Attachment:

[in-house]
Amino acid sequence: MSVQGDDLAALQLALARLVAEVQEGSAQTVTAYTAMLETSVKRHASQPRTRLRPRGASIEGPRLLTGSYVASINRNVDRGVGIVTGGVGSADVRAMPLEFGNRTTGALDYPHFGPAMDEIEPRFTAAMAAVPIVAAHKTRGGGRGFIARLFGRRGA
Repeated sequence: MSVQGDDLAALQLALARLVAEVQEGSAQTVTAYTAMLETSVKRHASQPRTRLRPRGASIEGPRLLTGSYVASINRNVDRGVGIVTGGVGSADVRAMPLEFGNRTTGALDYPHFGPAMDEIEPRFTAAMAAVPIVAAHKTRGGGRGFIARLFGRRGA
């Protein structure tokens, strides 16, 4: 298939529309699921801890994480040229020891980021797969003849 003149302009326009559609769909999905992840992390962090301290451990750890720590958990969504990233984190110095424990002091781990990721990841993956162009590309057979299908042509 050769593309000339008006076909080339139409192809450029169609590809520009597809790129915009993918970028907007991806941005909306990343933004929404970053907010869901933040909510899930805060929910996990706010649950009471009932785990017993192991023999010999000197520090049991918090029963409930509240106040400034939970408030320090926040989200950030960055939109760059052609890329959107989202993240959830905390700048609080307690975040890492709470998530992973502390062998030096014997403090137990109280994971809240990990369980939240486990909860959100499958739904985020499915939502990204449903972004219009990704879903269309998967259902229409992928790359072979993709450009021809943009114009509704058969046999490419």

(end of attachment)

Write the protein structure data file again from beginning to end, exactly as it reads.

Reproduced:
[in-house]
Amino acid sequence: MSVQGDDLAALQLALARLVAEVQEGSAQTVTAYTAMLETSVKRHASQPRTRLRPRGASIEGPRLLTGSYVASINRNVDRGVGIVTGGVGSADVRAMPLEFGNRTTGALDYPHFGPAMDEIEPRFTAAMAAVPIVAAHKTRGGGRGFIARLFGRRGA
Repeated sequence: MSVQGDDLAALQLALARLVAEVQEGSAQTVTAYTAMLETSVKRHASQPRTRLRPRGASIEGPRLLTGSYVASINRNVDRGVGIVTGGVGSADVRAMPLEFGNRTTGALDYPHFGPAMDEIEPRFTAAMAAVPIVAAHKTRGGGRGFIARLFGRRGA
């Protein structure tokens, strides 16, 4: 298939529309699921801890994480040229020891980021797969003849 003149302009326009559609769909999905992840992390962090301290451990750890720590958990969504990233984190110095424990002091781990990721990841993956162009590309057979299908042509 050769593309000339008006076909080339139409192809450029169609590809520009597809790129915009993918970028907007991806941005909306990343933004929404970053907010869901933040909510899930805060929910996990706010649950009471009932785990017993192991023999010999000197520090049991918090029963409930509240106040400034939970408030320090926040989200950030960055939109760059052609890329959107989202993240959830905390700048609080307690975040890492709470998530992973502390062998030096014997403090137990109280994971809240990990369980939240486990909860959100499958739904985020499915939502990204449903972004219009990704879903269309998967259902229409992928790359072979993709450009021809943009114009509704058969046999490419």